DOI: 10.3390/rel14121490 ISSN: 2077-1444

Economics as Religion and Christianity as oikonomia: Giorgio Agamben and the Homo Sacer

Gaël Giraud
  • Religious studies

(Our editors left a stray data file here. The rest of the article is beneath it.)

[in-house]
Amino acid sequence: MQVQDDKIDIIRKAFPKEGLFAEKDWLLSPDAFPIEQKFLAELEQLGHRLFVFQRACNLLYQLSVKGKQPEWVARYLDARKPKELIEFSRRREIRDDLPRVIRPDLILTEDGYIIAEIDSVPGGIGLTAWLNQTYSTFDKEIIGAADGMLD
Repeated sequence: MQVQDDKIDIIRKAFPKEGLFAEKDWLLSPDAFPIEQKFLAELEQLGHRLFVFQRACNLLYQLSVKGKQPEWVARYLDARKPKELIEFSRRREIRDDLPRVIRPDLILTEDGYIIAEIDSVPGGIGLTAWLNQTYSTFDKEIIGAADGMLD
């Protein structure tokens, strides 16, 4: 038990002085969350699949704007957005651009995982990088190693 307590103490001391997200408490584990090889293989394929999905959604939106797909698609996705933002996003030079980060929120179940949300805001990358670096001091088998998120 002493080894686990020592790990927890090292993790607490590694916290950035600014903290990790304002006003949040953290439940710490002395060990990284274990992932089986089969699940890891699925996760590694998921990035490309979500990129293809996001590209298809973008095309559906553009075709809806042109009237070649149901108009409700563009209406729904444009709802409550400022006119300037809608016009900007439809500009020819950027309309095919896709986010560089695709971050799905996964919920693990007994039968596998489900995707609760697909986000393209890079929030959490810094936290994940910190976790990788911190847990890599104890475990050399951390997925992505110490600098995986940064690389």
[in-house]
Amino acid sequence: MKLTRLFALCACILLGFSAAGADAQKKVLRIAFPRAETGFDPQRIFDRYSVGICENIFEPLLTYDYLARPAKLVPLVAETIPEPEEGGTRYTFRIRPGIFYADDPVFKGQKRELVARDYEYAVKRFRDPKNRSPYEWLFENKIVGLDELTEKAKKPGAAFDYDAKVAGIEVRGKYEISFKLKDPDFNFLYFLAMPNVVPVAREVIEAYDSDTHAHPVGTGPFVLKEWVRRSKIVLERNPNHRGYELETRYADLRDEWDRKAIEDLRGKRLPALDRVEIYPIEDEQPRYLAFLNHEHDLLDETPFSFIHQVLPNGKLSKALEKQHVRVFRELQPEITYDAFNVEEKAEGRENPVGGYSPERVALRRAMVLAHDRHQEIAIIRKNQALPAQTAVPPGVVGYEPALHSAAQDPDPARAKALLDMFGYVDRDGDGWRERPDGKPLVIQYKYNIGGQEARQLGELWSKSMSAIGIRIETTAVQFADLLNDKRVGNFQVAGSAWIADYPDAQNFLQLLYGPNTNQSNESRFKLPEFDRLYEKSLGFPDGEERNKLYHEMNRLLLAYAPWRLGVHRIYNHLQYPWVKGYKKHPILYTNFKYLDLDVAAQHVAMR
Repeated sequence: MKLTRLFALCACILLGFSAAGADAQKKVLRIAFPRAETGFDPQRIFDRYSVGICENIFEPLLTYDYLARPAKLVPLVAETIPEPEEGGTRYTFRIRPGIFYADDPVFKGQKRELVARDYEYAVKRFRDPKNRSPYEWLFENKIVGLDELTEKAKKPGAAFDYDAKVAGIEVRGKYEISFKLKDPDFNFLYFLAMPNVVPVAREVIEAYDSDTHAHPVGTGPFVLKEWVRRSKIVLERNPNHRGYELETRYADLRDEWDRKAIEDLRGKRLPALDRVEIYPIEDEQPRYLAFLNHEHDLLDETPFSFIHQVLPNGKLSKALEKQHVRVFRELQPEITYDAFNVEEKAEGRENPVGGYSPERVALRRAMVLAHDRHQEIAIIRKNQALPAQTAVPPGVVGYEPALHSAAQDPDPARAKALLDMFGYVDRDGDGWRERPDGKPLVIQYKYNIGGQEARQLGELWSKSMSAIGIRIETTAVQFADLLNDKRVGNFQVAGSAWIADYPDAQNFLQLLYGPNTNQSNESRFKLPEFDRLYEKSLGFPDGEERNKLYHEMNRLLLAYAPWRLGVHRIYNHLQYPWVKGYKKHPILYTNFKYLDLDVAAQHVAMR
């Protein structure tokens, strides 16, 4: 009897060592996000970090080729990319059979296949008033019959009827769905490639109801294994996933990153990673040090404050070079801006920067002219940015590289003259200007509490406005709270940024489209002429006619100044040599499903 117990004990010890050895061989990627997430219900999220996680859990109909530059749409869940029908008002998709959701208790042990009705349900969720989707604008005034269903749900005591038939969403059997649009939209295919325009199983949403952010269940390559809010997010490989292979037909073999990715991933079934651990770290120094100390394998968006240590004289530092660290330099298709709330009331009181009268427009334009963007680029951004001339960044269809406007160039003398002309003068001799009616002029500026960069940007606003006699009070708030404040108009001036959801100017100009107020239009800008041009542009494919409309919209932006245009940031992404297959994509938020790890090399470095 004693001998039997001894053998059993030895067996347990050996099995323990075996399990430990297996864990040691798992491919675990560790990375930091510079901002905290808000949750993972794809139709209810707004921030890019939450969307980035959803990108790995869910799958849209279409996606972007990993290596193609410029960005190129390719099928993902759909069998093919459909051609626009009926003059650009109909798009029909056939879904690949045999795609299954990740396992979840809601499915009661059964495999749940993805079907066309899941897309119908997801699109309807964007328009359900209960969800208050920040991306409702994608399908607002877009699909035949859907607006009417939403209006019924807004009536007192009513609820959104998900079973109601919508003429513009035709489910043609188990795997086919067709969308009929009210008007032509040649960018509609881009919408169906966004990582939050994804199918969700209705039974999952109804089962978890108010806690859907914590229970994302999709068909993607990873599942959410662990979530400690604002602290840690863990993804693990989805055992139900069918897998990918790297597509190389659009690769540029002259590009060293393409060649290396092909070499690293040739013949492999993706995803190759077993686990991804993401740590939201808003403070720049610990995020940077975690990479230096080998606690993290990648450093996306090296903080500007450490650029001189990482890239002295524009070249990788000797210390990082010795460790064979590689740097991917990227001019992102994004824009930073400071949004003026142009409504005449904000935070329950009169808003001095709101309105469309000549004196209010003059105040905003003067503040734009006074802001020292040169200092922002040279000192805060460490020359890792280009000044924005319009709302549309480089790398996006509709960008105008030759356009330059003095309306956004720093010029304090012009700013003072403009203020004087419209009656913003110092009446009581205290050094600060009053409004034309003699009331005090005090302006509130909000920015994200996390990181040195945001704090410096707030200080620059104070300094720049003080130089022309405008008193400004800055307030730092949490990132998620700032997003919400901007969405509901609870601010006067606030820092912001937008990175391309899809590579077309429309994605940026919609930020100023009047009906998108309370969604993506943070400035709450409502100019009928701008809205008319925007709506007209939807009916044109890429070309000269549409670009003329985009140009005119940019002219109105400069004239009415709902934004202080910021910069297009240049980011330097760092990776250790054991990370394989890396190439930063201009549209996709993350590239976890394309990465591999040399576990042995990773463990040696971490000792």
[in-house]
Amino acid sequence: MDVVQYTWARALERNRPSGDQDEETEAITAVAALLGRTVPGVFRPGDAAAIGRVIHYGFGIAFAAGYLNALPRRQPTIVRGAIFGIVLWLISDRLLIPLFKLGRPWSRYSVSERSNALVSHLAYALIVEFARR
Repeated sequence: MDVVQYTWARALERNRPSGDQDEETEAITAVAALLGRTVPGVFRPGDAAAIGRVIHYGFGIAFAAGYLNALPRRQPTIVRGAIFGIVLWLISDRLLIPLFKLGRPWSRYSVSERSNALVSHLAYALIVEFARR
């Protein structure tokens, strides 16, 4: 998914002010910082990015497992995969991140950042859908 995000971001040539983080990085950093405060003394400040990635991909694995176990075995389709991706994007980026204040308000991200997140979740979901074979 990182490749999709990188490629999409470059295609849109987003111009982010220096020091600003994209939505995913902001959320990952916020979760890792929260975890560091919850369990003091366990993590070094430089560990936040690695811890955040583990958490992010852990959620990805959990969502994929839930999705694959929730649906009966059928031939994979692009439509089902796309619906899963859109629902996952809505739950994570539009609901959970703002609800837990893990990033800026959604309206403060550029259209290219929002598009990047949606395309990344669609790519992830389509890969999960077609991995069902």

Among the contemporary thinkers who try to think of economics not just as having a non-empty intersection with religion but as being intrinsically religious, Giorgio Agamben occupies a singular place. Indeed, one of the main theses of his major work, Homo Sacer, is that the modern rupture between “sovereignty” and “government”—which lies at the heart of his political diagnosis of our contemporary situation—can be traced back to classical Trinitarian theology. Since this rupture is allegedly responsible for today’s Western understanding of economics, this implies that, according to the Italian philosopher, our current crisis has Christian theological roots. In this paper, I first discuss the argument put forward by Agamben to assert that, at least since the Trinitarian controversies of the second century, Christianity has become intrinsically oikonomia, that is, it understands history as the unfolding of a providential dynamic which, he claims, anticipates today’s celebrated “invisible hand” of decentralized markets. Next, I offer critical reflections upon this argument by questioning whether contemporary mainstream economics can be reduced to the “market fundamentalism” with which it is often confused. The article concludes by questioning, in turn, whether all Christian traditions boil down to the historical trend that Agamben characterizes as leading to today’s problematic mainstream economics.